For decades, studies consistently have shown that students of color, students living with a disability, and LGBTQ students are underrepresented in most law schools. As a consequence, smaller percentages of persons who represent these groups are graduating from law school and entering the legal profession. This writing competition is designed to reinvigorate the dialogue about the recruitment and retention strategies that law schools should deploy to yield a more diverse class of graduates who will enter the legal profession.

The topic for the 2017 competition is: Why Pipeline Programs Targeting Students from Underrepresented Racial and Ethnic Backgrounds Are Essential to the Future of the Legal Profession.

There are three levels of competition (1L, 2L, and 3-4/L)  and the winner of each level will receive a $5,000 cash prize.

Official rules and eligibility.


Canadian American Bar Association (CABA) 2017 Student Essay Competition

Deadline: May 31, 2017

CABA is proud to announce the 2017 edition of its annual student essay competition.  This competition is an integral part of CABA’s mission to provide a voice to Canadians in the United States and Americans in Canada and to foster a greater understanding of rules with cross-border implications as well as an engagement in their development.

This year’s theme will be renegotiation of the North American Free Trade Agreement (“NAFTA”) between the United States and Canada. One of President-elect Donald Trump’s campaign promises was to withdraw from the agreement if he cannot achieve a satisfactory renegotiation of the treaty. In the days following the election, Canadian Prime Minister Justin Trudeau declared that he was “happy to talk” about renegotiating NAFTA.  A memo from Mr. Trump’s transition team obtained by the media indicates that the next American president intends to follow through on the renegotiation of NAFTA, and more particularly with regards to Canada, intends to target the rules currently regulating livestock and softwood lumber.

Since it is likely that renegotiation over NAFTA will commence in 2017, we invite students to write essays identifying one issue which in their opinions should be part of the renegotiation of the agreement between Canada and the United States.  The essays should explain why the issue is in need of renegotiation, how it affects both countries, and how a renegotiated agreement should address the issue and why.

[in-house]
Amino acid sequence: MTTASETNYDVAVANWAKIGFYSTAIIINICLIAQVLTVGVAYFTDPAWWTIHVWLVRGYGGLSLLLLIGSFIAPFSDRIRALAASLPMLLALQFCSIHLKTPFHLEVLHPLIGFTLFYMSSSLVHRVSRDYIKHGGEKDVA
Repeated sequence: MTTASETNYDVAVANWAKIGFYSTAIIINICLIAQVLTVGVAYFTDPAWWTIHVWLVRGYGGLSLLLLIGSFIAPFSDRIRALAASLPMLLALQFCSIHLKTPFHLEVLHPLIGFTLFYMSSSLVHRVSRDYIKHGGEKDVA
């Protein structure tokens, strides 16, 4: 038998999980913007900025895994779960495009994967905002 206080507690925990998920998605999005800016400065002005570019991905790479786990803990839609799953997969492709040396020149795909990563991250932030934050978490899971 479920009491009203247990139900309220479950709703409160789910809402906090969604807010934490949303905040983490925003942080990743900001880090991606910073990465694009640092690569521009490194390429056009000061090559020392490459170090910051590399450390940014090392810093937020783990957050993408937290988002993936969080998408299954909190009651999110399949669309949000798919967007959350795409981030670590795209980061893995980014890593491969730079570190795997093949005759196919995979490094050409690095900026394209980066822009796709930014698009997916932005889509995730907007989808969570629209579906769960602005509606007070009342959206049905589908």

Prize includes $500 USD from sponsor Dorsey & Whitney LLP and publication of the winning essay on CABA’s website.

Official rules and eligibility.


2017 American College of Employee Benefits Counsel 13th Annual Employee Benefits Writing Prize

Deadline: June 1, 2017

The American College of Employee Benefits Counsel is an IRC Section 501(c)(3) not-for-profit organization dedicated to elevating the standards and advancing the public’s understanding of the practice of employee benefits law.  In pursuit of this goal, the College encourages the study and development of employee benefits laws, initiates professional discussions of significant employee benefits issues and sponsors an extensive list of Continuing Legal Education programs.

Fellows of the American College of Employee Benefits Counsel are selected by the Board of Governors from among employee benefits attorneys nominated for that honor and recommended for consideration by the Board’s Membership Committee after considering the recommendations of regional screening committees. Fellows have a minimum of 20 years’ experience. Selection as a Fellow reflects the Board’s judgment that a nominee has made significant contributions to advancements in the employee benefits field.